Archive for February, 2012


The Chimps of Fauna Sanctuary by Andrew Westoll. Hapercollins 2011.

The Chimps of Fauna Sanctuary tells the story of Andrew Westoll’s experiences with the chimpanzees at Fauna Sanctuary over a summer that he spent as a volunteer living and working with the chimps. Along the way, Andrew details the background of the Sanctuary chimps and lets the reader get to know each chimp as an individual. Background information about chimp experimentation brings the reader up to date on the state of chimp research in the United States. The Chimps of Fauna Sanctuary is also the story of Gloria Grow, who established the sanctuary in 1997. The trailer below, by Andrew Westoll gives you a look at the Sanctuary and its chimpanzee residents. For more about the sanctuary and chimps, visit Willow Books linked here.

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I got a phone call yesterday morning, a flower delivery service asking if I would be home to accept a delivery. Flowers? For me? Who would be sending me flowers?

When the arrangement arrived, I was surprised to find that it was sent by the furnace installation company that had recently installed our new furnace. Wow! I am totally impressed.

We are very satisfied with our new furnace, a high efficiency model that is working perfectly. But flowers as well? Whoa, I certainly recommend Atel Air to anyone in their Eastern Ontario service range.

Now I am enjoying both the new furnace and the cheerful bouquet. Thanks guys!

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Late Winter Afternoon

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We’ve been treated to another chorus of winter’s song. A snow storm blustered through on Friday afternoon, leaving about 8 inches of wet, heavy snow in its wake. It does make things tidier, with everything dressed once again in a frosty white coating. The temperature this afternoon is around minus 8 C (about 18 F), so the snow will be around for a little while. Still, we’re just a week away from March now. Winter won’t last much longer.

The storm was still blowing itself out this morning, so I kept the horses in their stalls and gave them their breakfast hay indoors. The horses object to this. They’re all about routine and don’t like changes. They say: “Hey! This isn’t right! We’ve got to go out! We can’t eat hay inside in the morning! Let us out! Open the door! Out! It’s morning!” The donkeys, on the other hand have a much more laid back point of view. The donkeys embrace whatever comes their way with a positive attitude. The two little boys said: “Wow! Breakfast in bed! Fabulous!” They wasted no time fussing and moved right on to chowing down.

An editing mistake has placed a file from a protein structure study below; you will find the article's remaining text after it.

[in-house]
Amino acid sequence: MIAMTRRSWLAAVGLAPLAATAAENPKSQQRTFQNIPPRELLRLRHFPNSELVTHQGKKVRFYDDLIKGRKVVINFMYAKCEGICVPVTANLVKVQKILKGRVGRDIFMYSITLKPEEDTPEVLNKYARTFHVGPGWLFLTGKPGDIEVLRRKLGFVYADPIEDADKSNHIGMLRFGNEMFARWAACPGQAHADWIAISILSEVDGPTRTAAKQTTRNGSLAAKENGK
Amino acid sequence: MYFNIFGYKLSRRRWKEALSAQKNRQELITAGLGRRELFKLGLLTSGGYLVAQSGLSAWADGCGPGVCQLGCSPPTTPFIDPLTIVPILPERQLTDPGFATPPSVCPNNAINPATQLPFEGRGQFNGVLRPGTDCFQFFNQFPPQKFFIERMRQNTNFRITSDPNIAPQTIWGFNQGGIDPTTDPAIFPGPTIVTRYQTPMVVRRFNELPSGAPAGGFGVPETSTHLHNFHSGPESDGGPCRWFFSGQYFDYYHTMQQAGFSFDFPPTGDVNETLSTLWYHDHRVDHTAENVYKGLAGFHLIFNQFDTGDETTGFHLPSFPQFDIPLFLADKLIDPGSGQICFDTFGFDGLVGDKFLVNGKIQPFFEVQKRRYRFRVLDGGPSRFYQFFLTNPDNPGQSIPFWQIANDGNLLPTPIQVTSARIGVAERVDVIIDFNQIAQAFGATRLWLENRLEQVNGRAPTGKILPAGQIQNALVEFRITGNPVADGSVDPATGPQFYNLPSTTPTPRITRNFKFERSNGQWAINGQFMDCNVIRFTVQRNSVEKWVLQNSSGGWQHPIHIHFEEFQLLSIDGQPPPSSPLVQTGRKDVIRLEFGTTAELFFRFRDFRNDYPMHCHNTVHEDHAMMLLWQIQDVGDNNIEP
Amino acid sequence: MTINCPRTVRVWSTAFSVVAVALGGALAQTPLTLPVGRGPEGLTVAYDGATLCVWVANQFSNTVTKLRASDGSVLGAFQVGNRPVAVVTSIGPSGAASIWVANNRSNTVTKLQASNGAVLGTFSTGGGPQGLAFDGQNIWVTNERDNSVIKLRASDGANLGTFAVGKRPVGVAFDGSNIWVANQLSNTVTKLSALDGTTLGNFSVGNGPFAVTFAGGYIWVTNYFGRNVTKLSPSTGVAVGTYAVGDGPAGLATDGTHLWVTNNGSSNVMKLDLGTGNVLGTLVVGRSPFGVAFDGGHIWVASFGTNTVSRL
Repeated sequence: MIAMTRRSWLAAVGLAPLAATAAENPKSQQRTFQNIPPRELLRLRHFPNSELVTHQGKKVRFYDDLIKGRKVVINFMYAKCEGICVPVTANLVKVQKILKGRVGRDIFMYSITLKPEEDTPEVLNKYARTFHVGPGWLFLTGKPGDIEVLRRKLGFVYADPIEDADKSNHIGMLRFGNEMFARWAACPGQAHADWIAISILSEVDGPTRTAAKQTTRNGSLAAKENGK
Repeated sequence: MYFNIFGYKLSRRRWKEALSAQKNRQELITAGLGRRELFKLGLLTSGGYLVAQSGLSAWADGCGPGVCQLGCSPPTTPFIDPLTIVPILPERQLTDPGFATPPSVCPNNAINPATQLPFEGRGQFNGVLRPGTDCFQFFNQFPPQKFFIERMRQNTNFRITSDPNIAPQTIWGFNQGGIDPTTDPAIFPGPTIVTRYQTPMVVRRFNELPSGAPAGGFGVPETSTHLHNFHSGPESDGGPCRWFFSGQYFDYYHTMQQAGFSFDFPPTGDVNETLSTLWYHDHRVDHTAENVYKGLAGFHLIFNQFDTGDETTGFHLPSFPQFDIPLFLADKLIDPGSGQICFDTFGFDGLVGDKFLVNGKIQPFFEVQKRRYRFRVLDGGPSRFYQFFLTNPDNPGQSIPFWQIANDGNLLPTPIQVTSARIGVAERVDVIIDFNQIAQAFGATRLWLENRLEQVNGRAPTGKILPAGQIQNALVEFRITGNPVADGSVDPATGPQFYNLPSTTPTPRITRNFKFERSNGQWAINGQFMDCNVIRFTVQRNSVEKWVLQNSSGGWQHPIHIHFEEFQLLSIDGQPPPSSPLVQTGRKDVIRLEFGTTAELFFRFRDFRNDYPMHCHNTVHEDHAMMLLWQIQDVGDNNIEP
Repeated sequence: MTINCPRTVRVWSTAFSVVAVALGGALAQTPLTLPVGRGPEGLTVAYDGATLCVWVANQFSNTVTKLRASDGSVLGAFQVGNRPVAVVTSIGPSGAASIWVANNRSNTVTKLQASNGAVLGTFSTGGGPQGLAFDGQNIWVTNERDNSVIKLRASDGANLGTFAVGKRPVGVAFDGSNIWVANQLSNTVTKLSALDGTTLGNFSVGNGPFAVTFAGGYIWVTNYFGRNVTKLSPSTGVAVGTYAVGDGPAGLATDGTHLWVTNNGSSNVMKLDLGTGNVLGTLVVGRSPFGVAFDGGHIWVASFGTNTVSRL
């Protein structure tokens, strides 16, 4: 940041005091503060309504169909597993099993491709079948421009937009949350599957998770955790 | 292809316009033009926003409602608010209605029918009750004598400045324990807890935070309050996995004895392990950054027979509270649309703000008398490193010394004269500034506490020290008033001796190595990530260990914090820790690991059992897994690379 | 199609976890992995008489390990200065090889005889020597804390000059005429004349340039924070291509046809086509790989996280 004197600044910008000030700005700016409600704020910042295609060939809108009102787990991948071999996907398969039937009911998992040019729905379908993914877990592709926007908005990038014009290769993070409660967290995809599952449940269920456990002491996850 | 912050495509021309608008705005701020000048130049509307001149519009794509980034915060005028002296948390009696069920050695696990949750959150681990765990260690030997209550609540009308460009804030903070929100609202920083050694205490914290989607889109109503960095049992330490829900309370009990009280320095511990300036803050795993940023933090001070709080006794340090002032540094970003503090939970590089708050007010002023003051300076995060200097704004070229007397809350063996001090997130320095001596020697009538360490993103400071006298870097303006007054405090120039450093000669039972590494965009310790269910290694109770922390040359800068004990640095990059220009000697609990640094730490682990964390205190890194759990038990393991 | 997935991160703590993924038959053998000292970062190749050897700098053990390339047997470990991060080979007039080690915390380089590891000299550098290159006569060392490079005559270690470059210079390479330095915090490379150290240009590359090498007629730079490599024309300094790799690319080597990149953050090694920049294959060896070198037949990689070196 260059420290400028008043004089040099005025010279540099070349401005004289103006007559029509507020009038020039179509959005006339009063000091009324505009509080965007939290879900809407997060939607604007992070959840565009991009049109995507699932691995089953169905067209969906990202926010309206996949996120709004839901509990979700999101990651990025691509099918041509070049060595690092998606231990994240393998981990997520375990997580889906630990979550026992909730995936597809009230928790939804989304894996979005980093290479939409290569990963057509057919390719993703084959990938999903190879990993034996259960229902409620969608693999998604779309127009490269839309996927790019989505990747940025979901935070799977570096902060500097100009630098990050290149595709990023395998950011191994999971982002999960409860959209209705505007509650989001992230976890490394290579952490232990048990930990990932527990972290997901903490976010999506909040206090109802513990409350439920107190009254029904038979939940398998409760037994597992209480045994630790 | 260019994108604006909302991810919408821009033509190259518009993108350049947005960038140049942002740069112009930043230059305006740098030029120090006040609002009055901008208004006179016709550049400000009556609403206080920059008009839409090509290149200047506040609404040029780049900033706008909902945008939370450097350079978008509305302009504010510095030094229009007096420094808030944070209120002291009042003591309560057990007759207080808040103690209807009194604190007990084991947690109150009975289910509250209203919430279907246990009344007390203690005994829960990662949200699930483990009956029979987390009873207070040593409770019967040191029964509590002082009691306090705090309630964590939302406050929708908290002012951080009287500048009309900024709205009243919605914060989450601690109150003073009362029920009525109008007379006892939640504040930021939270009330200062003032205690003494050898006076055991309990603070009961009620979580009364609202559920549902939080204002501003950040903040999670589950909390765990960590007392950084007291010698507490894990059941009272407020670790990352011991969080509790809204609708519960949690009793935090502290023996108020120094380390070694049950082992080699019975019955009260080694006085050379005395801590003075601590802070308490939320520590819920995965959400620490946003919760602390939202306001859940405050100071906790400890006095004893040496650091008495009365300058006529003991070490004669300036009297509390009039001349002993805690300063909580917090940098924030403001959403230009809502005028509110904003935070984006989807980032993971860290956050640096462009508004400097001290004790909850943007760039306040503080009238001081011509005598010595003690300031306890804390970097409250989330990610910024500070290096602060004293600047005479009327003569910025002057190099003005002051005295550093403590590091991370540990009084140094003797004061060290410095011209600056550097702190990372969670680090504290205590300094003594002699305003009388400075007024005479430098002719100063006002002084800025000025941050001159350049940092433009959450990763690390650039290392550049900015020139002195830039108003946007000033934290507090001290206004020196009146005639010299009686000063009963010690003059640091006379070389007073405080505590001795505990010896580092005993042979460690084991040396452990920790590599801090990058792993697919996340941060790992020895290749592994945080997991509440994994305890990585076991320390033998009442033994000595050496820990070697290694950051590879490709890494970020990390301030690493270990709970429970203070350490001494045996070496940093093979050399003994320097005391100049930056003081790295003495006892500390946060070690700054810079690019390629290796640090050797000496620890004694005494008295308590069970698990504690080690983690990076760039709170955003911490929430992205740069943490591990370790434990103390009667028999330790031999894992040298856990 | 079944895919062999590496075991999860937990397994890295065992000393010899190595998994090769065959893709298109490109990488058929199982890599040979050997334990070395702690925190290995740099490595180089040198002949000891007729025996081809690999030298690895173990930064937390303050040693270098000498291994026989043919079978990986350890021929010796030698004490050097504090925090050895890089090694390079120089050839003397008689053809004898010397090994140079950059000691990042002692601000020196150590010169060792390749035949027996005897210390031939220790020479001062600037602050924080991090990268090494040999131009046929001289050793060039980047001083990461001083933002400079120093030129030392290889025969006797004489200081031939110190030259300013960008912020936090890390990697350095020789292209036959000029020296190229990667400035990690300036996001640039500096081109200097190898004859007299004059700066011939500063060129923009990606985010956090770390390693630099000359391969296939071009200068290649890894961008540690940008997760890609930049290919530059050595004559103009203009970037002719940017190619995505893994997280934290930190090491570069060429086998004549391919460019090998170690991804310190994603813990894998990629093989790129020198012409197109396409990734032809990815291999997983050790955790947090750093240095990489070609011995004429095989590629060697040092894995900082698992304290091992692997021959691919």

By noon, the sun was trying to peak out through the partly cloudy sky and I turned everyone out into their field, where the horses dashed about, kicking up their heels in glee. The donkeys said: “Oh, snow! Nice.”


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This winter has been incredibly mild and largely snowfree. We sure can’t complain. Still, the damp, the grey, the boots and coats, it all gets a little wearing, even so. For a break from the February Blahs, a trip to a greenhouse works wonders. So this week, RailGuy and I journeyed out to the Montreal Botanical Gardens for some leafy therapy. Although we have visited the gardens in summer, we have never toured the greenhouses before. We thoroughly enjoyed the visit from the moment we stepped inside and got that first whiff of warm soil. The greenhouses are linked in a series of themed gardens. Here are some of the tropical plants.


I love the Spanish Moss, dripping from these branches. Spanish Moss is native to the southeastern United States and south to Argentina. It hangs from trees in dense masses, sometimes several metres long. It’s an epiphytic plant, which means it is rootless. Its stems are covered in greyish scales called trichomes, which allow the plant to absorb water and minerals and protect it from excess evaporation.


Check out this adorable croc, situated by one of the many water features. His covering of leaves really does impart a scaly appearance.